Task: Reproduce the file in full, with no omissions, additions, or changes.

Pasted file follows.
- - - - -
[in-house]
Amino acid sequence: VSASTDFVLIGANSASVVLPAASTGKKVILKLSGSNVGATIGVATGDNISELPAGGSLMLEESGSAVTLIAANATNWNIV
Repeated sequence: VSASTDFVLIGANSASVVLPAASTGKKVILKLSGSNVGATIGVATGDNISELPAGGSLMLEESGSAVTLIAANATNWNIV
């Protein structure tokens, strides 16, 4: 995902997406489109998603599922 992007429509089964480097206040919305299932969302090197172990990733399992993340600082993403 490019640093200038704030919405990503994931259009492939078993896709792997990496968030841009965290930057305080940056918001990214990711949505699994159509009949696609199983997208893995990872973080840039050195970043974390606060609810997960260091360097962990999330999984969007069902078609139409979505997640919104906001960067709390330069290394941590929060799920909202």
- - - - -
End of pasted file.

[in-house]
Amino acid sequence: VSASTDFVLIGANSASVVLPAASTGKKVILKLSGSNVGATIGVATGDNISELPAGGSLMLEESGSAVTLIAANATNWNIV
Repeated sequence: VSASTDFVLIGANSASVVLPAASTGKKVILKLSGSNVGATIGVATGDNISELPAGGSLMLEESGSAVTLIAANATNWNIV
């Protein structure tokens, strides 16, 4: 995902997406489109998603599922 992007429509089964480097206040919305299932969302090197172990990733399992993340600082993403 490019640093200038704030919405990503994931259009492939078993896709792997990496968030841009965290930057305080940056918001990214990711949505699994159509009949696609199983997208893995990872973080840039050195970043974390606060609810997960260091360097962990999330999984969007069902078609139409979505997640919104906001960067709390330069290394941590929060799920909202």